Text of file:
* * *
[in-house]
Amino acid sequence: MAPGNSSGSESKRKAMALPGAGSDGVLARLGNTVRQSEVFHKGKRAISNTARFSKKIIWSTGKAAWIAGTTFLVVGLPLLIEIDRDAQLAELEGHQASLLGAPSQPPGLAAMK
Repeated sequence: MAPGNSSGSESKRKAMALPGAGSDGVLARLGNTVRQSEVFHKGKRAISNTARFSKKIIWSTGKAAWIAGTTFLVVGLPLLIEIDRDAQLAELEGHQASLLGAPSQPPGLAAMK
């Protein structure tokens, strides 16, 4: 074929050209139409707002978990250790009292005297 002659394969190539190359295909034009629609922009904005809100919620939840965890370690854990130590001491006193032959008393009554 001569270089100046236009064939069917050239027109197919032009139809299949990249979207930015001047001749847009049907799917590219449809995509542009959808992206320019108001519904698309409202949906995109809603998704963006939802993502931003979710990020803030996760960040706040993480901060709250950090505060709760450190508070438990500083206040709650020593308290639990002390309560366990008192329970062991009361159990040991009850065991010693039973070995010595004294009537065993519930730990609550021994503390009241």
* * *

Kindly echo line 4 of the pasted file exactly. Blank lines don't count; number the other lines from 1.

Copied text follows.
């Protein structure tokens, strides 16, 4: 074929050209139409707002978990250790009292005297 002659394969190539190359295909034009629609922009904005809100919620939840965890370690854990130590001491006193032959008393009554 001569270089100046236009064939069917050239027109197919032009139809299949990249979207930015001047001749847009049907799917590219449809995509542009959808992206320019108001519904698309409202949906995109809603998704963006939802993502931003979710990020803030996760960040706040993480901060709250950090505060709760450190508070438990500083206040709650020593308290639990002390309560366990008192329970062991009361159990040991009850065991010693039973070995010595004294009537065993519930730990609550021994503390009241």